Thursday, June 26, 2014

DIY Kitchen Shelves

About a year ago, we did a major DIY overhaul on our kitchen (see here).  We painted cabinets, removed cabinet panels and added glass, changed light fixtures, painted the walls and added a new curtain (see here).  We also took out the plastic kiddie table and made a coffee bar (one of our all time favorite projects - see here).  About a month or two ago we decided the kitchen needed just a bit more DIY-ing (not really a word).  My husband loves all of the shelving ideas I have pinned from Pinterest and HGTV.  We really like the vintage farmhouse look and slowly I think we are achieving it.

He suggested we remove one of the cabinets.  Halt! Back-up!!! I had already agreed to the glass paneled doors in two of the cabinets.  That alone took a lot of cleaning out and arranging.  Now he wanted to remove a cabinet!!!  I wasn't so sure about this idea.  Where was I going to put my junk?  Where would I hide things when my door bell rang unexpectedly?  I told him I would remain open to the idea, HOWEVER, he had to keep the old cabinet in case I didn't like the outcome.  

Once again, I cleaned out, threw away, and rearranged the kitchen.  Did you know that a kitchen cabinet is only held up by a few screws?  I was shocked!  All of the weight from my precious dishes was being supported by a few small screws.  We weren't sure what we were going to find behind the cabinet.  Luckily, the wall was textured and just need to be repainted.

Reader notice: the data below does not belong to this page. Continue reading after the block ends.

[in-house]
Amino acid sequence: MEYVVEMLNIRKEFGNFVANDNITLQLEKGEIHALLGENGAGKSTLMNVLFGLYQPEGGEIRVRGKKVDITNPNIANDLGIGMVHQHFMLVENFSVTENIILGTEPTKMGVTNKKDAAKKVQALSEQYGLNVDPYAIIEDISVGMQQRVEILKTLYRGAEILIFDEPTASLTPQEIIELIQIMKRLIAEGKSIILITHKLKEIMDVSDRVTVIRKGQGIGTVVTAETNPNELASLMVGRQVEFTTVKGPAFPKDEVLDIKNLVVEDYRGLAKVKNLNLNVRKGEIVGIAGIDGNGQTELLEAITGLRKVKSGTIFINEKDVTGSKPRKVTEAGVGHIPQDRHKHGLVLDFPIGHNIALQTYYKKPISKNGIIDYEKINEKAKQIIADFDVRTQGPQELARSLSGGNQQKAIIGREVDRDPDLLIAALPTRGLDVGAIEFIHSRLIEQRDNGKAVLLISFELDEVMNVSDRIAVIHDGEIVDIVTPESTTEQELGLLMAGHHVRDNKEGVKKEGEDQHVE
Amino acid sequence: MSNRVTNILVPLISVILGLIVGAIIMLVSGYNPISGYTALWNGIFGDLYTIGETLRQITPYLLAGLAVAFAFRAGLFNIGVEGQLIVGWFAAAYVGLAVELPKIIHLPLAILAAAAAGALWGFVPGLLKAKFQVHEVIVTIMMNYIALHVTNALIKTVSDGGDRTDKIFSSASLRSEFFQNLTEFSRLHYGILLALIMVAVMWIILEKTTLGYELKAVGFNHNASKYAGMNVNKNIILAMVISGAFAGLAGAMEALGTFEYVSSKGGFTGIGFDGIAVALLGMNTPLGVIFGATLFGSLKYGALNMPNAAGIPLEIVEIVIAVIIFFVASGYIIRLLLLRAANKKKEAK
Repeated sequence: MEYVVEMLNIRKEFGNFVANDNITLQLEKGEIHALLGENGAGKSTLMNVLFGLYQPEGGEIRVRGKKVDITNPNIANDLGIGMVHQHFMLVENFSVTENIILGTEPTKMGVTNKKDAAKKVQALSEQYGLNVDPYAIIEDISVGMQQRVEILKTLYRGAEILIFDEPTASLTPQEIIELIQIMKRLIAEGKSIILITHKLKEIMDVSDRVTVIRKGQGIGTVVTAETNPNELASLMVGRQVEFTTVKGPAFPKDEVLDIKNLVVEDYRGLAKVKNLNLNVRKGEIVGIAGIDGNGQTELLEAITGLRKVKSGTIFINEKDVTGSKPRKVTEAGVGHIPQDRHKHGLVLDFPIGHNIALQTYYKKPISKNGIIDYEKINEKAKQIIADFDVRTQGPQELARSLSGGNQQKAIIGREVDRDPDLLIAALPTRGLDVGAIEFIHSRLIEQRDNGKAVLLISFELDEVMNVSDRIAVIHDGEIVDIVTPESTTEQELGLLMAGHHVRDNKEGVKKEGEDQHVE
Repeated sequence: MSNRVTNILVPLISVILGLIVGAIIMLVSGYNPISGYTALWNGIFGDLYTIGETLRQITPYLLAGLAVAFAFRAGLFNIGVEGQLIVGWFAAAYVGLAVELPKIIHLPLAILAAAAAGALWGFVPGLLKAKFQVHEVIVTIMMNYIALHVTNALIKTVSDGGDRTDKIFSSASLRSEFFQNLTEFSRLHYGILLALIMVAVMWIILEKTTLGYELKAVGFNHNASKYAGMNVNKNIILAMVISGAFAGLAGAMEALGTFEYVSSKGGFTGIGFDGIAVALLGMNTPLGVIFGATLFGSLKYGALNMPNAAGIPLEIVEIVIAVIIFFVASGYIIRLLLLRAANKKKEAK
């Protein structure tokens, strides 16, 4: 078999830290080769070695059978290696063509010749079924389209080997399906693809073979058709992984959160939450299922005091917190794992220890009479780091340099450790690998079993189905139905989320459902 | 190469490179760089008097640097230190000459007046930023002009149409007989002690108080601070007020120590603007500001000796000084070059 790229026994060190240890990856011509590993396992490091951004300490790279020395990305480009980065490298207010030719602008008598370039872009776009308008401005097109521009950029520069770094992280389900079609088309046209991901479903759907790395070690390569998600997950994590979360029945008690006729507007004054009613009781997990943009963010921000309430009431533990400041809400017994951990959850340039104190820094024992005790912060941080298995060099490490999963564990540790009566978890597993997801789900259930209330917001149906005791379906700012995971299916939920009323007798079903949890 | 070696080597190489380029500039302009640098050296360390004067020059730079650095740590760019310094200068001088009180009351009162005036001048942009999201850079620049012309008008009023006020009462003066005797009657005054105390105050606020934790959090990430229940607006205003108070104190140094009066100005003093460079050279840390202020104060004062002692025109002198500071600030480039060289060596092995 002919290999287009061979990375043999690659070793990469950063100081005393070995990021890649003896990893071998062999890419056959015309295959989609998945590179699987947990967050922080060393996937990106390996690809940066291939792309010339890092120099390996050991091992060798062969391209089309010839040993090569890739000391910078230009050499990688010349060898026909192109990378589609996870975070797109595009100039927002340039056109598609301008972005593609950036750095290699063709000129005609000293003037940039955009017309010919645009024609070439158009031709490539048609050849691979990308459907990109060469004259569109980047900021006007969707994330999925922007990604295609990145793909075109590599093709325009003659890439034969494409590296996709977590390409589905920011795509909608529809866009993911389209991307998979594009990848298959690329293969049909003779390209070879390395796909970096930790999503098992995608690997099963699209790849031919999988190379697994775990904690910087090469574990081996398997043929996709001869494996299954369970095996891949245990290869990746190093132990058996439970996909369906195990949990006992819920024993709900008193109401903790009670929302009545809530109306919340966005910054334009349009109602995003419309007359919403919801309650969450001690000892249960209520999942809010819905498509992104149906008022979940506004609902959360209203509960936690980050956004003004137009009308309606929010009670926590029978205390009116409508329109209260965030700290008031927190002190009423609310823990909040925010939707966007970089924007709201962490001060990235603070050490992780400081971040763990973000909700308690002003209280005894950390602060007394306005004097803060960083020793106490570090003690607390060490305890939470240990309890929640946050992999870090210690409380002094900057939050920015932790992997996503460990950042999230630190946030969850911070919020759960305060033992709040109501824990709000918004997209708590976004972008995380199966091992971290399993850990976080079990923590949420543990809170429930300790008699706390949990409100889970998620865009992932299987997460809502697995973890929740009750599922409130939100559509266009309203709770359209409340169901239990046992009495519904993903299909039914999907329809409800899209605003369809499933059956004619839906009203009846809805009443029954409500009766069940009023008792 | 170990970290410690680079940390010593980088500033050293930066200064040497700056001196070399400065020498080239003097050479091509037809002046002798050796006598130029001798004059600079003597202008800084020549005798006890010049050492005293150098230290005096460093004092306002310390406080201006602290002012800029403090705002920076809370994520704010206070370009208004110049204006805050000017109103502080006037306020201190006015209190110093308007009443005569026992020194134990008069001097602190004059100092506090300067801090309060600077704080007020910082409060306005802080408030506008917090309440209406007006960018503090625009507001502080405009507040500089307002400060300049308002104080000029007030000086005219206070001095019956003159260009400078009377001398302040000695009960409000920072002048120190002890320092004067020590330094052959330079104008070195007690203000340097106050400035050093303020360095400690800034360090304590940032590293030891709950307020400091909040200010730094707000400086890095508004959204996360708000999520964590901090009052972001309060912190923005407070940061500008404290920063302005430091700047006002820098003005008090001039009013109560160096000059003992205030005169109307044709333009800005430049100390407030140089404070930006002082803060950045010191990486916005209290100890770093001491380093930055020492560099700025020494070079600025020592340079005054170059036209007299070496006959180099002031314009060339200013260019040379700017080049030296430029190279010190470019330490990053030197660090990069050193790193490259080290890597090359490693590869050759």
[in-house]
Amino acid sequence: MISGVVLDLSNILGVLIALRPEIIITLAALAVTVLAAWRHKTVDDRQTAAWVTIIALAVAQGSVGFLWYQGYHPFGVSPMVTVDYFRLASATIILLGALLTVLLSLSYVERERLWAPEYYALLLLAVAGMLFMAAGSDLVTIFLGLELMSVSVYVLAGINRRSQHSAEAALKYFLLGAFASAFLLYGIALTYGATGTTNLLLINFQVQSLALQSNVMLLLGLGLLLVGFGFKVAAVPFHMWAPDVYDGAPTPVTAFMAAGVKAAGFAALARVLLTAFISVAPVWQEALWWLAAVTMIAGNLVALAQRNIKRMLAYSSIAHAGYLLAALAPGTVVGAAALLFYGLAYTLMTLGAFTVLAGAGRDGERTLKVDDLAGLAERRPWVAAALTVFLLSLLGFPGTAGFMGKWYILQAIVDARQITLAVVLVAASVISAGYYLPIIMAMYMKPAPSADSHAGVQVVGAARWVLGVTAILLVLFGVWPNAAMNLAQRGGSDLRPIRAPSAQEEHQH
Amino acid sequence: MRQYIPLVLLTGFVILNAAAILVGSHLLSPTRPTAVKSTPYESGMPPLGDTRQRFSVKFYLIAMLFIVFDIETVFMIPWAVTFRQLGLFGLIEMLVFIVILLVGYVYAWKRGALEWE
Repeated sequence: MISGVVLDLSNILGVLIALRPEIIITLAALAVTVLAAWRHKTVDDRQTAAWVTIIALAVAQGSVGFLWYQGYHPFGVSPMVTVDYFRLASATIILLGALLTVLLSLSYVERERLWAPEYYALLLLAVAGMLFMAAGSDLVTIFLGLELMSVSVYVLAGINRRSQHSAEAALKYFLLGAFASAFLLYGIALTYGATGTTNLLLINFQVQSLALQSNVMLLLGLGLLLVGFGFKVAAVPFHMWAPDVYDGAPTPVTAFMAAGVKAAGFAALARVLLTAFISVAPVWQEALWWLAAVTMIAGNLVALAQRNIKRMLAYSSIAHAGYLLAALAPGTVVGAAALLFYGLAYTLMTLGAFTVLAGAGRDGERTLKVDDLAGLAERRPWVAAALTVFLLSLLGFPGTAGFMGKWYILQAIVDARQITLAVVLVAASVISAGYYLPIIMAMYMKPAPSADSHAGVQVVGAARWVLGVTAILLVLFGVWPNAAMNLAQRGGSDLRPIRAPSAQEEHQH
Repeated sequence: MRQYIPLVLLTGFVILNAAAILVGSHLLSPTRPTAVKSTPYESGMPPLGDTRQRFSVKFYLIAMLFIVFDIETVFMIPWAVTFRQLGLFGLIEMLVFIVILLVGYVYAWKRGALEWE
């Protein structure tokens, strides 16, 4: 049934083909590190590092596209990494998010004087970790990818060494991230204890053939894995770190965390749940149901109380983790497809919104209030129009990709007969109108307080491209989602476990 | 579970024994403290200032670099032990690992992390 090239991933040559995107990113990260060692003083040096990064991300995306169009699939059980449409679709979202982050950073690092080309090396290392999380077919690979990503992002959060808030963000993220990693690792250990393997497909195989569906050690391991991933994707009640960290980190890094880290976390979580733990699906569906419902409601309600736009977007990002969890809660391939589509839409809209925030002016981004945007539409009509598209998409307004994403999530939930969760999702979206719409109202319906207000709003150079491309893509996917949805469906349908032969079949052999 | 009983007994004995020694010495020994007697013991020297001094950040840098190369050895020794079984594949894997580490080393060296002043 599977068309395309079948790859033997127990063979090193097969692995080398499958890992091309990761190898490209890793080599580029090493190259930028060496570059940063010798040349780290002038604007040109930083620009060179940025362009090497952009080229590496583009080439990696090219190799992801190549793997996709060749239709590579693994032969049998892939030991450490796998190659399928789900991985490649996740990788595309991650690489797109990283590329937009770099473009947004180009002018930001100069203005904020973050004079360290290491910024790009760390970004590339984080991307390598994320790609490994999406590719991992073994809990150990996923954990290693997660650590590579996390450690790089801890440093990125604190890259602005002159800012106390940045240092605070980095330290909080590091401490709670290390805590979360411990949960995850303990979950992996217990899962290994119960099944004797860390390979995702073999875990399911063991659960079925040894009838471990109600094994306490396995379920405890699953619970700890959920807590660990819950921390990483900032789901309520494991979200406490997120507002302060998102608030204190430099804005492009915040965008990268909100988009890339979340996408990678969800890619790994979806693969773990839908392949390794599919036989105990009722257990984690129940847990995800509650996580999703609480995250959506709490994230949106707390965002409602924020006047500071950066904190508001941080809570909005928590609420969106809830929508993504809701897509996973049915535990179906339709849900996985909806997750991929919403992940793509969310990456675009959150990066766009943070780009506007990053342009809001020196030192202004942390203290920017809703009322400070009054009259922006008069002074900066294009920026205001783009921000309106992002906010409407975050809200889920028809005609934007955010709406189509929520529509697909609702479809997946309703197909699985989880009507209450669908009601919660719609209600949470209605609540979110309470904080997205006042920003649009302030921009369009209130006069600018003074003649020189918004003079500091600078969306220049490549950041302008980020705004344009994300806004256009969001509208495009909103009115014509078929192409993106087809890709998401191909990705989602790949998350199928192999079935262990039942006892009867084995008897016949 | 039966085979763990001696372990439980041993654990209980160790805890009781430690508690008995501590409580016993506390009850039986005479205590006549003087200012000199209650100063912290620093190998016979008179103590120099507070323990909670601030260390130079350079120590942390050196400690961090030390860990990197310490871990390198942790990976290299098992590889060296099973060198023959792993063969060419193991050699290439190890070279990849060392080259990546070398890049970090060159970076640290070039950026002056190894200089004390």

My husband wanted to support the new shelves with iron brackets.  He couldn't find exactly what he wanted so he and his brother tried to make them.  He had made them before for the shelf in our bedroom (see here.  Things weren't going so well this time so he decided to use pipe fittings and floor flanges.

He stained 2x12 pieces of pinewood using all of the left over stain we already had in the garage.  He just mixed the different colors until he had the shade he wanted.  After the stain dried, he rubbed each piece of wood with several coats of tung oil.  This really helped in achieving the aged look.  Also, the oil made the wood super smooth which helps with dusting.  He attached each shelf to the wall using 2 - 12x3/4 pipe fittings and 2 circular floor flanges.

In the end, I am very happy with the outcome and he was able to hang the old cabinet in the garage for storage. :)

This picture gives a good view of the pipe fittings and flanges.

1 comment:

  1. I am considering something similar, but the 2X12 at 5 feet is really heavy. How long are your shelves and how are they today after you have been using them?

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